It will also be appreciated by those skilled in the art that, while similar in general concept to the device shown in U.S. Pat. No. 4,717,305, there are several significant and important improvements thereover in the present device. One such important feature is the arrangement and construction of the parallel rails. The offset vee shaped profile of the lower flange along with the notches and shaped holes make it possible to hang several coat hangers directly in one of the multiple positions defined by the slots and oriented in such a way that even misshapen hooks commonly encountered can be readily grasped by the gripper. Each position is identified with a bar coded number. The gripper uses a rotating split ring mechanism to encircle the hanger hook(s). A gripper is attached to each end of a trolley which moves along the gentry carriage to place the active gripper at a pickup point, which then lifts the parcel clear of the rail and moves it to the transfer position. The upper flange of each rail is punched with timing holes aligned with the lower hanger notches so an appropriate sensor fixed to the gentry carriage can signal the carriage location, thus allowing the gripper to be placed in correct alignment to locate the appropriate hanger parcel. Also integral to the upper flange is a track for the gentry wheels. The parallel rails are spaced to allow broadside delivery of the widest expected parcel between the two rows of stored parcels, and also allow easy access inside the machine for the caretaker. Capacity may be doubled by locating a second pair of rails above the first mentioned pair where package size and ceiling clearance allow. This is made possible by the low profile of the gentry carriage, the offset cable arrangement and roller chain drive, all of which leave the access aisle inside the machine clear of obstacles.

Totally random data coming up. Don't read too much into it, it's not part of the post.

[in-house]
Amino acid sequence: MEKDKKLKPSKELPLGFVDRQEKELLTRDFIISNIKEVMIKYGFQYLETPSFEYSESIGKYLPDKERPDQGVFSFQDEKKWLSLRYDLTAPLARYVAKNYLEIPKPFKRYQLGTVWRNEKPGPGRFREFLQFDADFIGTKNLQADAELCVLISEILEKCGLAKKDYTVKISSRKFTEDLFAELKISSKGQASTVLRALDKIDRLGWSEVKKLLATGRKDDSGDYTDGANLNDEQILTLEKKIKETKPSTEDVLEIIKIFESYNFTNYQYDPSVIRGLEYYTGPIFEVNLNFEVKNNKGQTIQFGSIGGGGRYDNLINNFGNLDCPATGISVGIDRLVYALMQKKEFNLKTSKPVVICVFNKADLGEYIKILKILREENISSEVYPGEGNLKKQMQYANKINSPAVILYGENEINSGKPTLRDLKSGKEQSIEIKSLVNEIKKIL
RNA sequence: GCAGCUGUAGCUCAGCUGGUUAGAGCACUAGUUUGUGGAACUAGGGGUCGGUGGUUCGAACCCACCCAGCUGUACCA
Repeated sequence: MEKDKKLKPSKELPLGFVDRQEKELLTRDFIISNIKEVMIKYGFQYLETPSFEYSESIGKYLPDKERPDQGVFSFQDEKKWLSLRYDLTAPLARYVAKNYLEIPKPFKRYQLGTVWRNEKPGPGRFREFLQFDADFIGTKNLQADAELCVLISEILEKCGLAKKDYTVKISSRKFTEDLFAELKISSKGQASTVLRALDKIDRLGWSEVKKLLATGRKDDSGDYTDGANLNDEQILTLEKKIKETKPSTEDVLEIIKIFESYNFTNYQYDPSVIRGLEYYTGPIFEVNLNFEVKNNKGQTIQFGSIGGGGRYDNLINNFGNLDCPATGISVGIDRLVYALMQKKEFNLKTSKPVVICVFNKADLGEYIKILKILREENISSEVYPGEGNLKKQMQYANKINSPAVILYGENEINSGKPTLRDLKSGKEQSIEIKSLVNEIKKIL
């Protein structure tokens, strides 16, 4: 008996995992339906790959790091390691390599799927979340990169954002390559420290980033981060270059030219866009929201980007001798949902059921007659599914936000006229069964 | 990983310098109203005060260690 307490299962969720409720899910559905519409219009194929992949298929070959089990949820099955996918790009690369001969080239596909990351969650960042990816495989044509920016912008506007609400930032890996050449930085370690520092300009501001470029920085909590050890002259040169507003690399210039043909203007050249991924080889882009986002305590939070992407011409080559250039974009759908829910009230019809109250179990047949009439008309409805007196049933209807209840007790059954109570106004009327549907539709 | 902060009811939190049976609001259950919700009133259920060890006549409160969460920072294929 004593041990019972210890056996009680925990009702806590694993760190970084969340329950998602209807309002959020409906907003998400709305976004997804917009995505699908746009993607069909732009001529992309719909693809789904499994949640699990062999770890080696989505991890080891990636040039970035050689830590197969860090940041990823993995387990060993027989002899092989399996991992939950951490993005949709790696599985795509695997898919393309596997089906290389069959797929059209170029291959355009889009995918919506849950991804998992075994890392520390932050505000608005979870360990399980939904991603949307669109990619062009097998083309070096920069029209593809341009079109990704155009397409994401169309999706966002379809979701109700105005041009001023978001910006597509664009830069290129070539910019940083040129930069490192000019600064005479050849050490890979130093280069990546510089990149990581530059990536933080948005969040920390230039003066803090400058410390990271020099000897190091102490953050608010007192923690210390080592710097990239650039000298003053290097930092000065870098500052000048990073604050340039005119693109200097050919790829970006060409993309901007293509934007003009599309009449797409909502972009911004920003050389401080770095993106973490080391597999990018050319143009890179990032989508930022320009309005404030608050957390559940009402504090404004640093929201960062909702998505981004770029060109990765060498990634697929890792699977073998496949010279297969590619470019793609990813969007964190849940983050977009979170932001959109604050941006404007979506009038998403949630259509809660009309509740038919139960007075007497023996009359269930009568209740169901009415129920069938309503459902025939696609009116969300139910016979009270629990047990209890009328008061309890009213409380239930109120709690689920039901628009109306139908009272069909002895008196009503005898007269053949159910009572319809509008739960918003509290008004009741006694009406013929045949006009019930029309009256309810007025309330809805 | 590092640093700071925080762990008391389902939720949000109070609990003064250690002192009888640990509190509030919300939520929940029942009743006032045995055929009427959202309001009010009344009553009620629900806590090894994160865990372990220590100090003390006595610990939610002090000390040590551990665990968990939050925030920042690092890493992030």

A small but important feature of the invention is a practical traveling cable for the transfer of power and signals between fixed and moving parts of the machine. A flexible, flat outer sheath contains the necessary electrical conductors as well as a simple torsion spring wire which provides required body, flex, and direction for the folded loop configuration. While other cable-carrying methods are well known, this one is inexpensive and suited to advantageous placement of the cable.
Significant savings are possible when electrical components use voltages below the limits of regulatory concerns--in component costs, cable thickness and flexibility, and costs of approvals themselves. Gantry carriage and drive mechanisms in this invention are simple, and use safe low voltages. Small DC gear head servo motors are fitted to the gantry and trolley. In each case, a fixed length of roller chain is suspended between springs along the line of travel. A sprocket fixed to the motor shaft engages the chain and pulls the carriage or trolley when the motor is energized. The springs absorb start and stop impacts permitting use of less expensive gear heads, while eliminating tension adjustments.
A self-service device will only be successful if accepted by the users. The invention features a simple and easily understood customer interface. The most practical embodiment uses a visual display and two pushbuttons. When the program requires the customer to make a choice, it is presented visually in such a way that the responses are clearly associated with the pushbuttons. While this is commonly found in touch sensitive visual displays, which could be used by the invention, the abovementioned arrangement is much less costly. The customer may be identified by any electronic means which must also be integrated into the user screen.
The design and construction of the front of the machine is important to customer acceptance, and must also be safe and secure. The drop chute, caretaker access door and user interface each occupy about a third of the overall width of the machine front. The user interface is set back to allow sideways delivery of a garment package through a narrow opening secured by a sliding door. The invention features a unique device to sense obstruction while the sliding door is closing: the controller is then signaled, and the door is reversed to the fully open position, where it waits before attempting to close again. Once a garment is released for customer pickup, it obstructs door closure until removed. If a customer drops a parcel, it is easily retrieved due to the tall, narrow doorway configuration. Persistent obstructions to door or chute closing are reportable to a remote supervisor. The caretaker entrance is a simple door giving access to the central aisle of the machine. Door operation may be sensed in order to relocate internal security panels, or diarize activity, The drop off chute is a simple hinged bucket in a secure baffled enclosure, like a mailbox. Sensors signal bucket open or closed, and count or identify incoming garments or packages as they are received.